First, we should clear up some confusion: the term ‘ammonite’ applies only to most Mesozoic forms. By contrast, ammonoids — a subclass which contains the ammonites — originated over 400 million years ago in the Early Devonian and vanished along with most dinosaurs after 335 million years of existence. So the question should really be, ‘What is an ammonoid?’
Simply put, ammonoids are relatives of squid, but without the ink sacs. They had a shell with gas-filled chambers which enabled them to float and swim efficiently with little effort. While ammonoids do not appear in the fossil record until the Early Devonian, the evolutionary lineage that lead to them can be traced back via the bactritids to the orthocerids — a highly successful group of cephalopods with straight conical shells. They had dome-shaped chambers connected by a tube called the siphuncle through their centres. The shape of septa changed as the cross section and coiling of the shell was modified through evolution. Firstly, the shell cross section changed from circular to oval, causing the suture lines (where the septum is attached to the shell wall) to become slightly vaulted. Secondly, the siphuncle slowly changed from a central to a ventral position, thus giving rise to the group we call the Bactritida. The Bactritida are poorly known, but phylogenetically important, because they gave rise to all living squid, octopuses, and the extinct ammonoids. Thirdly, how did an ammonoid evolve from a bactritid? The change was possibly driven by the dorsoventral asymmetry with the shifted siphuncle — some bactritids began building slightly coiled shells. That’s when some conjecture comes in, because the classification of ammonoid is given when the shell forms at least one whorl. This is a bit arbitrary, but at least it’s a definition.
A whole series of evolutionary changes occurred around the origin of ammonoids. Many of these changes are linked with increased coiling. Perhaps most importantly, the aperture moved more and more upward with tighter coiling of the shell, to a point where the aperture wound up slightly higher than the centre of mass of the animal. This enabled the animal to swim reasonably fast, much faster than their bactritid ancestors. The increase in horizontal swimming speed was of utmost importance; it helped the ammonoids catch prey and evade the increasingly mobile forms of jawed fish, which evolved in the Late Silurian and Early Devonian; some of them were certainly hunting cephalopods. Possibly, the selective pressure of the increase in mobility of predatory fish accelerated the evolution of more tightly coiled shells and thus the embryonic shell became smaller, from around 1 cm to about 1 mm in diameter. Simultaneously, the adult body chamber volume increased from circa 10 to 10 000 cm3. Presuming that the reproductive organs changed in the same proportion, we can estimate that the number of eggs produced by one female rose from approximately 200 in an early ammonoid to 200 000 in Late Devonian forms. This high number is comparable to reproductive rates of some modern pelagic squid, underlining similarities in their ecology and evolutionary origin. The small size of eggs and hatchlings appears to explain their susceptibility to environmental change. Accordingly, they became nearly extinct several times, but they also diversified rapidly, perhaps due to their swimming abilities. Finally, the increase in coiling (with eventual whorl overlap), the reduction of embryonic shell size, and the increase in the number of septa (chamber walls) until adulthood, caused the septa to become much more complexly folded.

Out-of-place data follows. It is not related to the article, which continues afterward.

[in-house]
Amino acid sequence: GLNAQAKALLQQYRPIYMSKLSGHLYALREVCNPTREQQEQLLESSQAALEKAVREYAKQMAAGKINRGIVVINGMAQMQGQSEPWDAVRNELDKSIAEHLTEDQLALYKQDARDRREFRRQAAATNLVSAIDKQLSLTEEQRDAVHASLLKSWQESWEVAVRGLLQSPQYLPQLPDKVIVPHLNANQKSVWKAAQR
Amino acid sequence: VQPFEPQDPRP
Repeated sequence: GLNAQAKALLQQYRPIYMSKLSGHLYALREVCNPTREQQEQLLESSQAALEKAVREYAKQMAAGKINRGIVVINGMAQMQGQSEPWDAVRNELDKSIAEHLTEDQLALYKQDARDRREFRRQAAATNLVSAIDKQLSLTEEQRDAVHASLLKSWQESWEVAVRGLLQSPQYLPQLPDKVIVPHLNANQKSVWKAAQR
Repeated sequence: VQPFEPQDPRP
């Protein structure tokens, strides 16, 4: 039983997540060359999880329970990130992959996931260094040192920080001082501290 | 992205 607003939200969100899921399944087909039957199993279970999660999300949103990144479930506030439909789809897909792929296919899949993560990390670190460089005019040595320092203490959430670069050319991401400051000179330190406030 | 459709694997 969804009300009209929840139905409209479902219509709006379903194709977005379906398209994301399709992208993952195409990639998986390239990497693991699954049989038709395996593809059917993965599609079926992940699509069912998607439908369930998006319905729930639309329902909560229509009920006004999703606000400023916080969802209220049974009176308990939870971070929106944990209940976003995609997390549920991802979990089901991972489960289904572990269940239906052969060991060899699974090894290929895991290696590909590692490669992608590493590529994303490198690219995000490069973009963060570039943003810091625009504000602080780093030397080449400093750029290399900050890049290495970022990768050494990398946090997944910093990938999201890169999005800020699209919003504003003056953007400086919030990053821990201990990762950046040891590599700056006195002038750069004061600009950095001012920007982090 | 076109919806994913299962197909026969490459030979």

And why are ammonoids so important today? In contrast to the pearly Nautilus, ammonoids had a greater number but much smaller eggs. Thus, the small hatchlings were more sensitive to ecological changes. As a result, entire clades of ammonoids vanished and were replaced rapidly by others. These spread quickly over vast regions, making them the icon of index fossils.